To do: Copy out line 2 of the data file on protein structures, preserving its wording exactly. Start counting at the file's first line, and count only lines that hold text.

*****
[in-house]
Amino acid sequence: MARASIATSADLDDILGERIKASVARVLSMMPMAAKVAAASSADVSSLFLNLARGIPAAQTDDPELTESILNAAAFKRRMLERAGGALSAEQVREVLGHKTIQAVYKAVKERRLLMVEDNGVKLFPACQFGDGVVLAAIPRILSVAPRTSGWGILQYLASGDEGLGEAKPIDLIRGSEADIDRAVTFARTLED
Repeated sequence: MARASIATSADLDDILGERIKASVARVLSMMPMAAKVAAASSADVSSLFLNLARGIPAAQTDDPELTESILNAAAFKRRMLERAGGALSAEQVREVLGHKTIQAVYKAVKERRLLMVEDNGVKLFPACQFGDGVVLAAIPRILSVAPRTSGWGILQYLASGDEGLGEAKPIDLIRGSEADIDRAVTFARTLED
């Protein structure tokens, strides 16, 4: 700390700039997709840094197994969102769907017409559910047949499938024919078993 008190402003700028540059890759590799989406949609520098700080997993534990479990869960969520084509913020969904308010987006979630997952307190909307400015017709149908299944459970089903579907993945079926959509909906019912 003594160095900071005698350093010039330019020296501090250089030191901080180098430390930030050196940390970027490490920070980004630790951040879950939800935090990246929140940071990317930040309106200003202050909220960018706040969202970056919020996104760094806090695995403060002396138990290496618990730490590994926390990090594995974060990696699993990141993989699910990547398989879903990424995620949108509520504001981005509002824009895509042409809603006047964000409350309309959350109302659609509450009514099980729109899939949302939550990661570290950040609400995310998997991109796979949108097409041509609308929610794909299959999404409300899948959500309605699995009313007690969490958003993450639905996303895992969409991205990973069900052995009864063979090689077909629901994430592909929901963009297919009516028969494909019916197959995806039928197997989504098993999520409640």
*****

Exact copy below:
Amino acid sequence: MARASIATSADLDDILGERIKASVARVLSMMPMAAKVAAASSADVSSLFLNLARGIPAAQTDDPELTESILNAAAFKRRMLERAGGALSAEQVREVLGHKTIQAVYKAVKERRLLMVEDNGVKLFPACQFGDGVVLAAIPRILSVAPRTSGWGILQYLASGDEGLGEAKPIDLIRGSEADIDRAVTFARTLED